Sexual Immorality at the Time of the Reformation

I have heard the Reformation described as a reform of marriage and family in conjunction with a reform of the Church, and that Rome’s professed cynicism of sex led to all kinds of degeneracy throughout the medieval West not unlike much of what we are seeing today.

At the same time, I am seeing some Reformed Christians idealize “Christendom” not only in terms of civil government but as an era where the nuclear family was thriving and imitable.

These perspectives are obviously at odds. Which is more accurate? When, if ever, did the pre-Reformation church “lose” a biblical doctrine of sex?

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I don’t think I’m equipped to fully answer this question. But I think one thing worth thinking about would be where the pre-Reformation church went wrong and what was needed to correct it.

While the Reformers were contending with some root theological errors in the matter of sexual morality, those errors didn’t work themselves out in such a way that fornication, adultery and homosexuality were officially allowed in the Roman Catholic church, as we see in modern times. But the corruption of the church in search of power and wealth instead of service to God, the lack of understanding and teaching of conversion and sanctification, the lack of church discipline to cleanse wickedness from the church, and the hypocrisy of religious and civil leaders meant that these sins still flourished, although against the church’s teaching.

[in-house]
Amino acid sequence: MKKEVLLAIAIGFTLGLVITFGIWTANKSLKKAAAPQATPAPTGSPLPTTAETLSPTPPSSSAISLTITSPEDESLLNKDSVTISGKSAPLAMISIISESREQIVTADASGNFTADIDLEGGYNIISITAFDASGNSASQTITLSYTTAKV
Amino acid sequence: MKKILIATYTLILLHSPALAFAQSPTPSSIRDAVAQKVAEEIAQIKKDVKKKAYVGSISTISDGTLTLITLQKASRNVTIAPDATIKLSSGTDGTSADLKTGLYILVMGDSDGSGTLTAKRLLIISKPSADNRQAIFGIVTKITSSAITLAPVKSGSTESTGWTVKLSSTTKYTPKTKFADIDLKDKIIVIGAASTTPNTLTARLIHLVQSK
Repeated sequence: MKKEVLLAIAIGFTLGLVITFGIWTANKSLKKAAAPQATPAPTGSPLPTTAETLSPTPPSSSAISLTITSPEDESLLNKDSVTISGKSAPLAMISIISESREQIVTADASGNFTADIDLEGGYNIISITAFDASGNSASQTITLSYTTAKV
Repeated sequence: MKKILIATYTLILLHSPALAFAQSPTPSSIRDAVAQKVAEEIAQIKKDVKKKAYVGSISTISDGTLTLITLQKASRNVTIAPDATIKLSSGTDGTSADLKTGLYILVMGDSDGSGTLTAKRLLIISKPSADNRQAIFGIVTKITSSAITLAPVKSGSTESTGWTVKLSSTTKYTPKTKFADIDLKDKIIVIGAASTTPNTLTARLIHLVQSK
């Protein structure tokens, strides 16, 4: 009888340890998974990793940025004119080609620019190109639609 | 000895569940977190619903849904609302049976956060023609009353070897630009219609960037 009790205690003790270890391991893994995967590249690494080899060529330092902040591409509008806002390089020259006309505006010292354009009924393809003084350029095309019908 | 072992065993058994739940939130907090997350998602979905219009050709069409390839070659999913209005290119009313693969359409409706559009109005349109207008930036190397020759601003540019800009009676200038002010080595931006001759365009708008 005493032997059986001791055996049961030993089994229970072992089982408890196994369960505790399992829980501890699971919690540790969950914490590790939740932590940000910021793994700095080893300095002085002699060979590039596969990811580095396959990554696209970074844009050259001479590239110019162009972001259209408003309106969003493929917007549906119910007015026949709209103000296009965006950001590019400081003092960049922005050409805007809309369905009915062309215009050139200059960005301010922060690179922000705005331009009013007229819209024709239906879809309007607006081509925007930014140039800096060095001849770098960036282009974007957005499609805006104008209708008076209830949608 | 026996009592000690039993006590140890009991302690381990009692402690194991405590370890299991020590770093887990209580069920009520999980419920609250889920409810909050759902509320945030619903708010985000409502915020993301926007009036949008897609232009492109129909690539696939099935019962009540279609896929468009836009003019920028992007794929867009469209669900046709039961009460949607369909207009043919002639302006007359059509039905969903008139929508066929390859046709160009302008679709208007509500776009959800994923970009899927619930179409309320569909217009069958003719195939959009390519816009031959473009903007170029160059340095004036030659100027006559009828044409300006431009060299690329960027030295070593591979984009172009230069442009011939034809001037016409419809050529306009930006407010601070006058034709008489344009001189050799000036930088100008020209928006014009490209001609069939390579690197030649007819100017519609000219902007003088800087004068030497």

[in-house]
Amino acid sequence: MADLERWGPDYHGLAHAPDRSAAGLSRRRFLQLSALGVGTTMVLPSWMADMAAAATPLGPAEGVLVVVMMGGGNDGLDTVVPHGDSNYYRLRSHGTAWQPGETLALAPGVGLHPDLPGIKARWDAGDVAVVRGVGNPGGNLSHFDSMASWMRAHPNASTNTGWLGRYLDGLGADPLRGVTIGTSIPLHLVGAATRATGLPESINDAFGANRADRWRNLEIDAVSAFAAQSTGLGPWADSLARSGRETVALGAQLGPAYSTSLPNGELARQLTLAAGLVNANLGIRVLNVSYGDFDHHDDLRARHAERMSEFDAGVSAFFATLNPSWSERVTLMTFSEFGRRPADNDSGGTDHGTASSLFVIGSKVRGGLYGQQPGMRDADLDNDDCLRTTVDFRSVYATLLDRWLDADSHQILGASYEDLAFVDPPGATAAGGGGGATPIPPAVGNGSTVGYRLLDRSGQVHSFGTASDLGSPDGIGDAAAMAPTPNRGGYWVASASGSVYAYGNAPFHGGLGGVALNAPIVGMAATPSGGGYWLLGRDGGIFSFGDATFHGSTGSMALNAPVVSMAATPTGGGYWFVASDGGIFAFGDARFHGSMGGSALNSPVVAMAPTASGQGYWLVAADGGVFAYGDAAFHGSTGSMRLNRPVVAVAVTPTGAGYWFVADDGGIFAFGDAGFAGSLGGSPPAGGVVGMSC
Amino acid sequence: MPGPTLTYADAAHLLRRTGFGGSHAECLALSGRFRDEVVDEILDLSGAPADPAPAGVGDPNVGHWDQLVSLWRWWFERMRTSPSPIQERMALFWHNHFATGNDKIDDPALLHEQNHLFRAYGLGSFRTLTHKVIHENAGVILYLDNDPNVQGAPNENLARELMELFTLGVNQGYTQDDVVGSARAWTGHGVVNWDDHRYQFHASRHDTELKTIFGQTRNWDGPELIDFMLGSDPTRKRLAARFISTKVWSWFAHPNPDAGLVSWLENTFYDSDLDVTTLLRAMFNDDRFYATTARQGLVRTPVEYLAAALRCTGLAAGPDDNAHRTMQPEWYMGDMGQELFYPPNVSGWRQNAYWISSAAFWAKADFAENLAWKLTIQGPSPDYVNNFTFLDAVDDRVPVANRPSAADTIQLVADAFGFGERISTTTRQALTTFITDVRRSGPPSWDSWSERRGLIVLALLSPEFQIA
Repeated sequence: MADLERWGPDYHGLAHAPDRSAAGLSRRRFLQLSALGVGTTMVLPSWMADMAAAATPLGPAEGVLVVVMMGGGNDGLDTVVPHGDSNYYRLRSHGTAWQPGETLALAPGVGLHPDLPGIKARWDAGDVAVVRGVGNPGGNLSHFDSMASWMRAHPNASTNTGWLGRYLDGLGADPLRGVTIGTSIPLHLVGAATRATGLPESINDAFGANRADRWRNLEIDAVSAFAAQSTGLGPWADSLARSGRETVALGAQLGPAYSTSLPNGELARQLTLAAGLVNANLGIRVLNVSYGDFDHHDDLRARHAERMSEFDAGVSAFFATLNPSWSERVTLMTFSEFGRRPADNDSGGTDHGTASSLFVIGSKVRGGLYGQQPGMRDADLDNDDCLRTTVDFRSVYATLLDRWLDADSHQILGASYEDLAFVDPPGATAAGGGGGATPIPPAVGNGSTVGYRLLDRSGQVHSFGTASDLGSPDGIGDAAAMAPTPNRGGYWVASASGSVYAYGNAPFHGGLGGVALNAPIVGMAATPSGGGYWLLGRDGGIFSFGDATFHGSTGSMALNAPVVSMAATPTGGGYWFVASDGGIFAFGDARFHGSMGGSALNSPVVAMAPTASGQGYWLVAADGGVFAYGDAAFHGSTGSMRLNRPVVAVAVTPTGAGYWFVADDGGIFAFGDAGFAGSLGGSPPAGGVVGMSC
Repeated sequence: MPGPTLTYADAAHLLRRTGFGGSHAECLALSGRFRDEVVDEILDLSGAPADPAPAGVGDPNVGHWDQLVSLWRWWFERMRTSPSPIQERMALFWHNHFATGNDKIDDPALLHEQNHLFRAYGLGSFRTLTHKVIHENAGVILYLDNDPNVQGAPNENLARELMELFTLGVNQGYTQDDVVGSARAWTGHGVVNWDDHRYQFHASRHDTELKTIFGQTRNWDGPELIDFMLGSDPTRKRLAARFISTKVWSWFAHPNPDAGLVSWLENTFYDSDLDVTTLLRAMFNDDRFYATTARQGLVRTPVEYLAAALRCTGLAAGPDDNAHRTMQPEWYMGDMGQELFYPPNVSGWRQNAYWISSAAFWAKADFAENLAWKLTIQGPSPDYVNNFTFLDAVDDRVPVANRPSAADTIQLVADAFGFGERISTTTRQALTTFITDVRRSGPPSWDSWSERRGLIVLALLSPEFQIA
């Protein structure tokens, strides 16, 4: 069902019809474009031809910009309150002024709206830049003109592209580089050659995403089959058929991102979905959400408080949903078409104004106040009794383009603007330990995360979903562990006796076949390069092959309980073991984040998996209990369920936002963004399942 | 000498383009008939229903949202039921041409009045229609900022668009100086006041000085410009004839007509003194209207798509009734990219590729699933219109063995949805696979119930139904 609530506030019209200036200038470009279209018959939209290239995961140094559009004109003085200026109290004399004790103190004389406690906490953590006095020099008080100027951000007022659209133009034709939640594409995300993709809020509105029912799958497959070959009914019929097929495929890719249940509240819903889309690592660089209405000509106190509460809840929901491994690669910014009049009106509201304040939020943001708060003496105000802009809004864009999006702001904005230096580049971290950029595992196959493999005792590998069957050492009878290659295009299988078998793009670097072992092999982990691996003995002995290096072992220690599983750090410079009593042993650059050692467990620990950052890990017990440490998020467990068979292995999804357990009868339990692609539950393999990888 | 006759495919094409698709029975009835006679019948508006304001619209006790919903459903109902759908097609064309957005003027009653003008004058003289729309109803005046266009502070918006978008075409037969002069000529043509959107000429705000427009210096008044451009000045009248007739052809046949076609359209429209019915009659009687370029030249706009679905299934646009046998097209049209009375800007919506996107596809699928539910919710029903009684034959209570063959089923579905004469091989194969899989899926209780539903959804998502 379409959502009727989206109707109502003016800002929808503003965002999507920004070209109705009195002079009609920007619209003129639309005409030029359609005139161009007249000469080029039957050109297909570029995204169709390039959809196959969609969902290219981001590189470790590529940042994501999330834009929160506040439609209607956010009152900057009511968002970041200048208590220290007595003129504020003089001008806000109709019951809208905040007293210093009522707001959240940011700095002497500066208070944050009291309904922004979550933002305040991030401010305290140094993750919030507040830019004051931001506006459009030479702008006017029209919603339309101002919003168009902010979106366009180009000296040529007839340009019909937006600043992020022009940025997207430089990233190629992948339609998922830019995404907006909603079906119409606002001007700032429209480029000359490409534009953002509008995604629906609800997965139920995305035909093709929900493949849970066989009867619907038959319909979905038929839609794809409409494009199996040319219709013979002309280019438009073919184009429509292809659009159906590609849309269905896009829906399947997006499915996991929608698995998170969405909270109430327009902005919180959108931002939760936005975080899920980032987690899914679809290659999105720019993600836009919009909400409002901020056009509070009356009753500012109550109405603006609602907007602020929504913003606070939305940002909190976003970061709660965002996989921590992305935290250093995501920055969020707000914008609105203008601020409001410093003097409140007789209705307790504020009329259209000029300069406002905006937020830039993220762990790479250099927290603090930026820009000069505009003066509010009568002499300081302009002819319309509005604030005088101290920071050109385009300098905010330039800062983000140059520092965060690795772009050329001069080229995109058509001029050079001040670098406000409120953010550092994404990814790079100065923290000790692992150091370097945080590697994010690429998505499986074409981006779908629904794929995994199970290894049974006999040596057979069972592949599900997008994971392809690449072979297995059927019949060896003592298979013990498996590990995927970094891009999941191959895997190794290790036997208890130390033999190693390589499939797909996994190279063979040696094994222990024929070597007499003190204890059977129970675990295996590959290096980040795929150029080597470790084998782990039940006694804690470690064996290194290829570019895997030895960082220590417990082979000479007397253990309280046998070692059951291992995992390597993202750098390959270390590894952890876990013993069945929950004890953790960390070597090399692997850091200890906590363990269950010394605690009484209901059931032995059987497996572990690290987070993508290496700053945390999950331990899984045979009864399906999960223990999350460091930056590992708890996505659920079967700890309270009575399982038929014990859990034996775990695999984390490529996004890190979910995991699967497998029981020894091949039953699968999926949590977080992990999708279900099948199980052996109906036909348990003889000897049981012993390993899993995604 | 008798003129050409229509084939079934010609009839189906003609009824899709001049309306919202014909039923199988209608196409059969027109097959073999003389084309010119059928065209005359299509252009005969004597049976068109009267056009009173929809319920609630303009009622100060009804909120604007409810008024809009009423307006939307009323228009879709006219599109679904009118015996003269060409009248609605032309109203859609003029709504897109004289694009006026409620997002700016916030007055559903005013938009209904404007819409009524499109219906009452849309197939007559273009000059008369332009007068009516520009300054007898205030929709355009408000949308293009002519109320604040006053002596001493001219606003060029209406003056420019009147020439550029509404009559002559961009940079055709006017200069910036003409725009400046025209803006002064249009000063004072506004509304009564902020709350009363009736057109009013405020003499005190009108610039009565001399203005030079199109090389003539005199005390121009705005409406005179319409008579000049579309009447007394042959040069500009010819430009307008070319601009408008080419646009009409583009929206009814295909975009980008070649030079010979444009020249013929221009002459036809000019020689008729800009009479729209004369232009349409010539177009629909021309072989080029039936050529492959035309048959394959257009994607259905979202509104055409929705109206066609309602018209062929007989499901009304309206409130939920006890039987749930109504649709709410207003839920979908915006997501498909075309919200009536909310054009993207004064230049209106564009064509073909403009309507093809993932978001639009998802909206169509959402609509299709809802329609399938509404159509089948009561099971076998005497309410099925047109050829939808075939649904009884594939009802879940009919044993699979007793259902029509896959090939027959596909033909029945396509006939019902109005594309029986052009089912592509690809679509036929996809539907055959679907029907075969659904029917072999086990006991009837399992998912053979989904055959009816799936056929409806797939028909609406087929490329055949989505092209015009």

There is certainly some tension here, but I don’t think the two views are at odds. It is possible both that medieval Roman Catholic sexual theology was wrong and in need of reformation by the Word of God AND that even in spite of that, medieval Christians generally practiced better sexual continence than is generally found in our degraded times.

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About the centrality of restoring the dignity of marriage, fatherhood, motherhood, and childbearing/raising to the reform of God’s people which God granted us through the Reformation (which I think still is not given anywhere near the emphasis it ought to be), there’s maybe nothing as good as Ozment’s When Fathers Ruled. Outstanding, and it’s one of the demonstrations of the weakness of Reformed scholars today on anything not cerebral (except the sacraments) that this book is rarely, if ever, mentioned. About the medieval/Roman Catholic perversion of sex and marriage, I think it has a lot more to do with the themes hit by Ozment than any leftover Augustinian take on sex and concupiscence and woman. I’ve always thought that line of accusation weak. Love,